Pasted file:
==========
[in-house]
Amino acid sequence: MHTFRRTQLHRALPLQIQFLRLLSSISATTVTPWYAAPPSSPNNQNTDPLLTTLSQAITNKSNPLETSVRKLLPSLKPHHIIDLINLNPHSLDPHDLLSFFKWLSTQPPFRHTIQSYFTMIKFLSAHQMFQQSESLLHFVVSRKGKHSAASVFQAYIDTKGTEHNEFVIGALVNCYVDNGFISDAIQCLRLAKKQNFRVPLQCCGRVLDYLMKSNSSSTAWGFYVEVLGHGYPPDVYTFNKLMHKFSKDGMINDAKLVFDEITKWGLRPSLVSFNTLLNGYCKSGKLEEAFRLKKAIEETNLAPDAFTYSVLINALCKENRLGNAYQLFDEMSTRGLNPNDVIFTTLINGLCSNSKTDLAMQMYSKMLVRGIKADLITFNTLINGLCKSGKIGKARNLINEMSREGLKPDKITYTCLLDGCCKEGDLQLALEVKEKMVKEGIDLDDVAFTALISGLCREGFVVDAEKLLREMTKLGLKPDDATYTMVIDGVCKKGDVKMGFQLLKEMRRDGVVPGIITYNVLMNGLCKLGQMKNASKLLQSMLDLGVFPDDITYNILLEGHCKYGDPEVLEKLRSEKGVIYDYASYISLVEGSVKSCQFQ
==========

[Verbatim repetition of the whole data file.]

[in-house]
Amino acid sequence: MHTFRRTQLHRALPLQIQFLRLLSSISATTVTPWYAAPPSSPNNQNTDPLLTTLSQAITNKSNPLETSVRKLLPSLKPHHIIDLINLNPHSLDPHDLLSFFKWLSTQPPFRHTIQSYFTMIKFLSAHQMFQQSESLLHFVVSRKGKHSAASVFQAYIDTKGTEHNEFVIGALVNCYVDNGFISDAIQCLRLAKKQNFRVPLQCCGRVLDYLMKSNSSSTAWGFYVEVLGHGYPPDVYTFNKLMHKFSKDGMINDAKLVFDEITKWGLRPSLVSFNTLLNGYCKSGKLEEAFRLKKAIEETNLAPDAFTYSVLINALCKENRLGNAYQLFDEMSTRGLNPNDVIFTTLINGLCSNSKTDLAMQMYSKMLVRGIKADLITFNTLINGLCKSGKIGKARNLINEMSREGLKPDKITYTCLLDGCCKEGDLQLALEVKEKMVKEGIDLDDVAFTALISGLCREGFVVDAEKLLREMTKLGLKPDDATYTMVIDGVCKKGDVKMGFQLLKEMRRDGVVPGIITYNVLMNGLCKLGQMKNASKLLQSMLDLGVFPDDITYNILLEGHCKYGDPEVLEKLRSEKGVIYDYASYISLVEGSVKSCQFQ